Q: Tax Playa, why do working parents get a tax subsidy, and I get nothing for my stay-at-home wife's contribution to my household?
Brian, Washington DC
A: You're right--it isn't fair. A tax subsidy is given just for day care, but a corresponding tax credit for homemakers is not available. Nonetheless, it's my job to give the best tax advice I can--so here we go.
For more on this topic, please consult IRS Publication 503, "Child and Dependent Care Expenses."
A credit can be claimed for day care expenses incurred during the year. In order for the credit to be claimed, three tests must be met:
- Qualifying Person Test. The person for whom the expenses were made must be a child-dependent under age 13, or a spouse or child who is not able to care for themselves.
- Earned Income Test. You and/or your spouse must have earned income (wages and self-employment income, mostly) in the year. The credit is to subsidize work.
- Work-Related Expenses Test. The expenses claimed must be for the purpose of you and your spouse working or looking for work (full-time college counts), and they are for a qualifying person's care.
The credit is not generally-available for married filing separately taxpayers, though if one party is very nearly like a head of household it may be available.
Payments to household employees count, though a Schedule H must usually be filed in these cases.
Payments to relatives are allowed unless it is to your minor child, your dependent, your spouse, or the parent of the qualifying child.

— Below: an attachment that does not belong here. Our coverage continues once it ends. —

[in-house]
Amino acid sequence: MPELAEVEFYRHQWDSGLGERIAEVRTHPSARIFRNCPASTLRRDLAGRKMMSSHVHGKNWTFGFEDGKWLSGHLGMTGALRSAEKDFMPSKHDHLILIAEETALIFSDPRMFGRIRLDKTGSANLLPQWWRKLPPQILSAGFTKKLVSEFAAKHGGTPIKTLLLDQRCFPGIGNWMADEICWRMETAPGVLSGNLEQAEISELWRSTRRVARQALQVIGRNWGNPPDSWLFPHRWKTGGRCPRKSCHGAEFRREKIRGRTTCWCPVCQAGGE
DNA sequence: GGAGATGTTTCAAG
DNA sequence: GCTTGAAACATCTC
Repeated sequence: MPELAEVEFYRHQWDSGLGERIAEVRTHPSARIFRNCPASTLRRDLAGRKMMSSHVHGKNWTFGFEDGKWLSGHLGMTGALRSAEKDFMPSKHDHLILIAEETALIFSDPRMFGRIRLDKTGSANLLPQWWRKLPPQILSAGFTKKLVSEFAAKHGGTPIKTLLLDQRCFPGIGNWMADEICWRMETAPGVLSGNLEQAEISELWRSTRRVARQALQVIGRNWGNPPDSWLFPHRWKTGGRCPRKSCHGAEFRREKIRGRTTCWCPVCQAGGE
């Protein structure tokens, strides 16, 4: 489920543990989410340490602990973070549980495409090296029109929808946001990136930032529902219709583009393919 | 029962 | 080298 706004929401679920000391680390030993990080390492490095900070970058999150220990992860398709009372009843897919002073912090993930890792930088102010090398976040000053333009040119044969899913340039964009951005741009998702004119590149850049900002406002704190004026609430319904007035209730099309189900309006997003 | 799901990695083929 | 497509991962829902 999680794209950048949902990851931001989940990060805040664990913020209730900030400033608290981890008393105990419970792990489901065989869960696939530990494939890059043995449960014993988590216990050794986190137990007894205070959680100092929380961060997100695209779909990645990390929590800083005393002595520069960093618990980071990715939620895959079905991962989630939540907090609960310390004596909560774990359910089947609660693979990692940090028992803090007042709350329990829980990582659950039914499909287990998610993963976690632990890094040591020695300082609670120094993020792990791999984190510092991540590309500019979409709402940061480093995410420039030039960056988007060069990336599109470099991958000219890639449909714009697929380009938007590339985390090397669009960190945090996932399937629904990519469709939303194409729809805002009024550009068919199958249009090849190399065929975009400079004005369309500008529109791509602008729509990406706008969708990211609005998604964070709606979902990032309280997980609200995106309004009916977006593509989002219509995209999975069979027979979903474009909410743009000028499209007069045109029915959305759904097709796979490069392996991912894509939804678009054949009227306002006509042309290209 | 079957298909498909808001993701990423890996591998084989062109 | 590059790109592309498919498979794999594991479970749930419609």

You must provide the identifying number (EIN or SSN) of the provider of services to your qualifying child. This is generally the day care center's tax ID number.
There is a separate $5000 dependent care fringe benefit allowed under some company plans. If you take advantage of this employer benefit, your tax credit is reduced to the extent you use it. Generally, if your employer offers this benefit it is more lucrative than the tax credit (the only exception being for fairly low-income people).
The dollar limit for taking the credit is $3000 for one child, and $6000 for two or more children. This amount is the basis for the credit calculation. The credit is determined by multiplying the expenses claimed by a multiplier. This multiplier can be as high as 35%, but for most people it is 20%. For any households with AGI of $43,000 or more, the 20% figure applies.
The long and short of it is that most families with day care expenses can claim a credit of $600 for one child or $1200 for two or more children. The credit is not refundable, meaning it can only zero out your tax liability.